Preaching three times on Sunday morning is mentally and physically taxing. By the time I arrive home, I wonder if my brain is mush or spaghetti. Fortunately, Cathy has lunch pretty much ready to go after my quick change of clothes. My custom is to eat, finish the Sunday paper and head to a nap.
It's almost never exciting when the phone rings right after lunch and Cathy says it's for me. My brain screams for the release of a dream and my head wants to shake "no" when I put the communication gadget to my ear.
"Sam, this is someone you haven't spoken to in a long time." As I hear the words, the voice is already sounding familiar. It belongs to a man who used to attend our church many years ago. I haven't actually seen him since my grown kids were in high school. We have spoken on the phone a few times since then. Each of those occurrences left me thinking that the man is buried in his problems and will probably never get better.
"Hi," I reply, "how can I help you?" I know my voice is tense. I don't want to be bothered and I'm sure he can tell. I feel guilty, but it is inconvenient. (I'd rather not admit that attitude.) Besides, the last time or two we talked, I'm not even sure the guy was sober.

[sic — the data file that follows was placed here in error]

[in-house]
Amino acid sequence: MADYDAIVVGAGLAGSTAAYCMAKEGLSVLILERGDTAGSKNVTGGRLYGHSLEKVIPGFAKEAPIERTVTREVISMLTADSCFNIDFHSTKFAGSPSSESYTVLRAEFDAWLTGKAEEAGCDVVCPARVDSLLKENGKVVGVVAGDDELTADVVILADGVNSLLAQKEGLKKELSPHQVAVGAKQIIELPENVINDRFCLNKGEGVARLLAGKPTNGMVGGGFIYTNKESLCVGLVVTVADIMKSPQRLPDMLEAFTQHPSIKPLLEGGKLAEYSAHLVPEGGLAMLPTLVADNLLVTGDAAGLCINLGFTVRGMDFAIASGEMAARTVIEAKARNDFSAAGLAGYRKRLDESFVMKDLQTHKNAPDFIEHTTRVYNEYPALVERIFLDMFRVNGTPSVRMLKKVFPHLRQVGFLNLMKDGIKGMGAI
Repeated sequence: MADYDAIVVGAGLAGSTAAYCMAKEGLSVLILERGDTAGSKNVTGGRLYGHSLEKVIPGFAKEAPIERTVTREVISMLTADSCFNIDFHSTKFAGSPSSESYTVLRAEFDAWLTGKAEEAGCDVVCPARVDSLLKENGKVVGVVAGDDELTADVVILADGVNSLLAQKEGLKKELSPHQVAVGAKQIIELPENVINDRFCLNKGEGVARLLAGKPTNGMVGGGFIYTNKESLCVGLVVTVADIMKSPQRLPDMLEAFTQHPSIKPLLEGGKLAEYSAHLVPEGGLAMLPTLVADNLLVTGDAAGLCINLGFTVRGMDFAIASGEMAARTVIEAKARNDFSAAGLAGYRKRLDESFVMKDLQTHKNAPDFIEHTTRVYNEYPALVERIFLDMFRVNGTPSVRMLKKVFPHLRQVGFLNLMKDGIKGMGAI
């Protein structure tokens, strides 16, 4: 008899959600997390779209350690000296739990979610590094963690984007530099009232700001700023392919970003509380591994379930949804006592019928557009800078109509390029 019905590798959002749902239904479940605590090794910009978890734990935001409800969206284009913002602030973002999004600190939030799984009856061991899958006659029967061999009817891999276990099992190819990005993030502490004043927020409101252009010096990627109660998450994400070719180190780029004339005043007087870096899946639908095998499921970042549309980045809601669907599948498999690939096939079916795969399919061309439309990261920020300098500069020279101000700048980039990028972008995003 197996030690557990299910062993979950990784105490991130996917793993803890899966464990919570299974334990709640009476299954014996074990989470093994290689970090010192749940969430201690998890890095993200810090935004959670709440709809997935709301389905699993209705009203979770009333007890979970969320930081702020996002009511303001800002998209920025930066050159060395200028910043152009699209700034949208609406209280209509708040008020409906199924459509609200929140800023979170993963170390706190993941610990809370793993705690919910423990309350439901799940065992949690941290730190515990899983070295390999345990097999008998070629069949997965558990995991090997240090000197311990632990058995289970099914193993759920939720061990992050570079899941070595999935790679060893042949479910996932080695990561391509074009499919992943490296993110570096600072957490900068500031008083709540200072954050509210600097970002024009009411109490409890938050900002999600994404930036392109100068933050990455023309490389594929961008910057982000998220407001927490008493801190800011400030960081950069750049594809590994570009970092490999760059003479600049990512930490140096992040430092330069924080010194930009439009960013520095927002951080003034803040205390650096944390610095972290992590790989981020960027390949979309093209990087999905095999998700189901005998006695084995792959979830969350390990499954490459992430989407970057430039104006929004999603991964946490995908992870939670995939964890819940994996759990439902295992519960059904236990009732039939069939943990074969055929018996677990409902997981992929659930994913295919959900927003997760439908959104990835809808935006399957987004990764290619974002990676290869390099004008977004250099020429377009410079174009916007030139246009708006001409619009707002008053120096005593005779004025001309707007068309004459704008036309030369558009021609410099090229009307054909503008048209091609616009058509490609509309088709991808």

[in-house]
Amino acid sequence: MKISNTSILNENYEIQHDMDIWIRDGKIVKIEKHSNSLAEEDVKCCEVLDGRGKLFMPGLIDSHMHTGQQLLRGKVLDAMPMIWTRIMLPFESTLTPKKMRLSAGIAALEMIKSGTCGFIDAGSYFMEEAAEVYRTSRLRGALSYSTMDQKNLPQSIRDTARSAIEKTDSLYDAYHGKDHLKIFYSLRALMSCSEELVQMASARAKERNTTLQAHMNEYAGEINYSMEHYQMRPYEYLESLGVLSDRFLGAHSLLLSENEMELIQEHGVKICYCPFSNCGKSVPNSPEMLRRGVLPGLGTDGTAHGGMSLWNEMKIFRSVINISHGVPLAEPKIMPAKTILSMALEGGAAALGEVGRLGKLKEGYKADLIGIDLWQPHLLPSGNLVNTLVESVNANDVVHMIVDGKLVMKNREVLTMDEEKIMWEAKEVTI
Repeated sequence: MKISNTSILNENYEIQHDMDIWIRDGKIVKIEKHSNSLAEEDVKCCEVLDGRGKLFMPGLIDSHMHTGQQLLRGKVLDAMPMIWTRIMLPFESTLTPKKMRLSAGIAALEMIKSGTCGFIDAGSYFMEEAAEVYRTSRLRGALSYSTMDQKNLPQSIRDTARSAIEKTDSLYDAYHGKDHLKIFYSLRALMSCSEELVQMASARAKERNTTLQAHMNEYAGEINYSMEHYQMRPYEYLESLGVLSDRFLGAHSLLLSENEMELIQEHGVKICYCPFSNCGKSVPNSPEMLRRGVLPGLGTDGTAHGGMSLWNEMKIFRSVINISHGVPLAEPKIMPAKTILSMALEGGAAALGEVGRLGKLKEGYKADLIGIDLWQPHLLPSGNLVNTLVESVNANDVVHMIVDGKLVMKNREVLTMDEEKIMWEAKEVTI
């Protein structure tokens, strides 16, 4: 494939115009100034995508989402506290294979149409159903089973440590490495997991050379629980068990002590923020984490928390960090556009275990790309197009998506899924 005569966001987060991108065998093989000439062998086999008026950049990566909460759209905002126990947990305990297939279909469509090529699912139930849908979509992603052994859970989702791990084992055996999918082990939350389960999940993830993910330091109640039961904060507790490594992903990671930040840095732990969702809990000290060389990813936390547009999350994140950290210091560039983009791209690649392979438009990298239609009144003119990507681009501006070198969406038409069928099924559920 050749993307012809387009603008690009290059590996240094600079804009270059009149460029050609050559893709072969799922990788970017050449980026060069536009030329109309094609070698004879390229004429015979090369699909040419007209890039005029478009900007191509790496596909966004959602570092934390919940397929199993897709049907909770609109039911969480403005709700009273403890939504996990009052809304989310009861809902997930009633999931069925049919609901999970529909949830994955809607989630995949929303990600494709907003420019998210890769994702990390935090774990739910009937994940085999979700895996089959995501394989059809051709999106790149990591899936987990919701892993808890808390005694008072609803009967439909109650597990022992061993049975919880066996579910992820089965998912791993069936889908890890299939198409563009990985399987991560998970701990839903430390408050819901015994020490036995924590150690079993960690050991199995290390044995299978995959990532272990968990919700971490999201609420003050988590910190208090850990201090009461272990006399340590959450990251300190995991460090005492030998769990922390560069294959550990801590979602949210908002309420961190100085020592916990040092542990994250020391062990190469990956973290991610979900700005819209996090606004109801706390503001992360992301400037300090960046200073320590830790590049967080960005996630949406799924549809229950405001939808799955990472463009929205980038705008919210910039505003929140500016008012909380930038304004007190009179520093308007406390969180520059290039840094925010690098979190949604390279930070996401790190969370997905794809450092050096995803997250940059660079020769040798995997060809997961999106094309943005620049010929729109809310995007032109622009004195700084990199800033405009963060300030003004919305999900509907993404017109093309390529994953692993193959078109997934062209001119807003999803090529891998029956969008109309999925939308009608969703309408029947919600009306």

"I'm actually getting my life together," he said. "I am being treated for PTSD because of Viet Nam and I'm better than I have been in many, many years. I have been giving it some thought and I can think of two people right now that I need to reconcile with. You're one of them."
A voice from the past. I relax, grateful for this turn in the conversation. I tell him truthfully that he owes me no apology. I invite him back to church because he says he has tried a few and wants to attend again. He seems relieved, promises to see me and says goodbye.
I have had to make many similar calls over the years. They have left me feeling joyful and relieved. I hope it did the same for him.